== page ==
Mandalay did not survive long as the “Golden City” of Buddhist teachings, but it remains an important cultural hub, with numerous splendid pagodas. Today, despite the pre-eminence of Yangon, the city has not lost its position among the Burmese as a religious centre. It is said that two-thirds of the country’s monks still make their home in the Mandalay area.
As a result of its proximity to China, Mandalay has benefited from an influx of investment and development. The city is now home to a whole array of new hotels and commercial buildings. Taking it even further along the road of progress is the upgraded airport, constructed with technical assistance from an Italian−Thai joint venture company, and designed to handle 45,000 aircraft movements a year.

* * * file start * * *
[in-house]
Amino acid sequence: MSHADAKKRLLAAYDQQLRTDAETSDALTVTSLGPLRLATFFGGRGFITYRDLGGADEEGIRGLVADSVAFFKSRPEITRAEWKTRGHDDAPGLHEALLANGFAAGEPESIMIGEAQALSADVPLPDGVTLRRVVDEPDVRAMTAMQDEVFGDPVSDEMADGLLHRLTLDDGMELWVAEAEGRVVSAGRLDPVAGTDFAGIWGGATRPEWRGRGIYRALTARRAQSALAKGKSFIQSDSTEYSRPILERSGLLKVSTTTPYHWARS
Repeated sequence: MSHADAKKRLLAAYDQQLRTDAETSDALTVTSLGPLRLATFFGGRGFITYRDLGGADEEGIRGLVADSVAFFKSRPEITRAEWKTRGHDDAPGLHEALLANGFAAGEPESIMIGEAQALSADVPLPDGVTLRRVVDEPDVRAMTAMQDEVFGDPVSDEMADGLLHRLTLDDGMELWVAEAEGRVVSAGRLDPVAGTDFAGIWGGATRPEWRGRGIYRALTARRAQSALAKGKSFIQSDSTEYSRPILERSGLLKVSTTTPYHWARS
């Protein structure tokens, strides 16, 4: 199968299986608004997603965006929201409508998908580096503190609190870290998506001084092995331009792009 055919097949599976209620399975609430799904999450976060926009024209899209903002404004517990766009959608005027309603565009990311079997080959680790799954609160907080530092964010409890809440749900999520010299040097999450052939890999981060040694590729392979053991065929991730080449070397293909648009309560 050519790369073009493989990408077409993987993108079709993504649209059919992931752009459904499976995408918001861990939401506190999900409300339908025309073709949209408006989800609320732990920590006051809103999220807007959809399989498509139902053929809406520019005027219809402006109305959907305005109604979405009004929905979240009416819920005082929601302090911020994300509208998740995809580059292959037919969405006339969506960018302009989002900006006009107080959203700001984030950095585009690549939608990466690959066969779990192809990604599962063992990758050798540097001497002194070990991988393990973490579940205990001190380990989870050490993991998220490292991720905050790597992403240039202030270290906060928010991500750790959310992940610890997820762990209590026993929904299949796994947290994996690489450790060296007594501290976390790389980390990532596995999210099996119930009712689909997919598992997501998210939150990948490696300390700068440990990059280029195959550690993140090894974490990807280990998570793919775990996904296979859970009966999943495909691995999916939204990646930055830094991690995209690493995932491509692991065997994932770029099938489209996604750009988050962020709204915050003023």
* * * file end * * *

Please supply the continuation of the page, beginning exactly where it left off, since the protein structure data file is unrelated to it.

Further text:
In the city environs, there are several places worth visiting – all reminders of its glorious past. The three ancient capitals of Amarapura, Inwa (Ava) and Sagaing, as well as the town of Mingun, all lie within a stone’s throw of Mandalay. Among the ruins of palaces, pagodas and kyaung, the visitor can find abundant evidence of the political and religious power that belonged to Upper Burma between the 14th and 19th centuries, between the fall of Bagan and the British occupation.